How does Zero Trust Network reduce the business risk of working remotely?
Posted by marketing on Tue, 26/05/2020 - 17:08
The ability to work from anywhere means that IT must prioritise user-experience. Access to private applications should not require VPN or waiting for traffic to be backhauled to a datacentre just to go out to public cloud. Gartner predicts that in the aftermath of COVID-19, 74% of companies will move some employees to remote working permanently. Are your security and mobility teams prepared for working remotely anywhere?
Gartner estimates that by 2022, 80% of new business applications open to a partner ecosystem will be accessible via a zero-trust solution. And by 2023, 60% of companies will have replaced their remote VPN access with zero-trust remote access. Zero Trust Network Access (ZTNA) is emerging as one of the key issues for IT managers and CISOs (Chief Information Security Officer) in the coming years.
What is Zero Trust?
The concept of zero-trust security was first discussed in 2004 during the Jericho Forum, an international IT security thought-leadership group, to tackle the expansion of the secure perimeter and past the firewall. ‘Zero Trust’ assumes no traffic within an enterprise’s network is any more trustworthy by default than traffic coming in from the outside.
The concept of Zero Trust is relatively new and although the subject is being addressed by more and more organisations, this model is not yet as popular as the VPN (Virtual Private Networks). By putting the Zero Trust concept into practice, this massive data breach could probably have been prevented or had its impact largely minimised.
What are the core reasons to move forward of VPN?
VPNs have been the de-facto solution for enabling secure user access to enterprise applications for 20+ years. During this time, the core VPN security model has not fundamentally changed; a VPN is used to connect remote assets – users, databases, or whole offices – to an organisation’s secured network.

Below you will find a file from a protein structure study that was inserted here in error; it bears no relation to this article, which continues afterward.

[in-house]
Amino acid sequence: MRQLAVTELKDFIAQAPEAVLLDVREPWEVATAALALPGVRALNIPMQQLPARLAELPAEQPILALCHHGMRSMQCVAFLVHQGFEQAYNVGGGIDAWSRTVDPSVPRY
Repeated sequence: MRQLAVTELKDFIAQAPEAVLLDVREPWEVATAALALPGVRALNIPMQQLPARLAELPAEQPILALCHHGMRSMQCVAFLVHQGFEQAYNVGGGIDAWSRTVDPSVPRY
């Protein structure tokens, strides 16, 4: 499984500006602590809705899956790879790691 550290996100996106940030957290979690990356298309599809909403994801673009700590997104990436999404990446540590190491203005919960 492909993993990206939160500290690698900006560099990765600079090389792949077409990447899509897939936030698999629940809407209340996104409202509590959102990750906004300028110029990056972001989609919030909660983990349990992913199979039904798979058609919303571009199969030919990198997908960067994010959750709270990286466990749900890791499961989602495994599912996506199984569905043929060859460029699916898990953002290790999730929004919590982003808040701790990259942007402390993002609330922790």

But VPNs have several shortcomings, inherent problems, and management complexities. For example, if your enterprise applications are deployed in different locations, you may need to deploy VPN gateways in each location. In this case, you need to ensure that all policies are applied consistently to all gateways.
Using a VPN is often a poor experience. While not a security issue, any aspect of a solution that reduces user productivity is something that security teams should be aware of. Most VPNs require a client to be installed on the endpoint, which is a challenge for both the administrator and the user.
Why does Zero Trust Network Access offer a better experience than VPN?
This new model uses a trust broker to mediate connections between a specific private application and an authorised user. It allows teams to begin with zero trust, but then provide connectivity based on context (identity, device etc.). Unlike VPNs, ZTNA technologies deliver a means of application access without network access, and the ability to mask applications from the open internet. Enterprises must now look to bake ZTNA into their security plans. This market guide offers considerations and recommendations for how and where to get started ZTNA.
An important element of the Zero Trust model is the Multi-Factor Authentication (MFA), which makes malicious access more complex by requiring multiple proofs of identity from the user wishing to access the information system. Currently, simple authentication is done using a login or password couple, and authentication element that can be easily usurped, particularly via social engineering.
To sum up, the Zero Trust can thus be adapted to many use cases, particularly for teleworking or BYOD (Bring Your Own Device), a practice that is not considered to be very secure by IT Departments.
Several solutions allow organisations to comply with the key principles of Zero Trust, so if you are interested in deploying Zero Trust within your organisation, contact us and we will discuss how you can bring your business up to speed.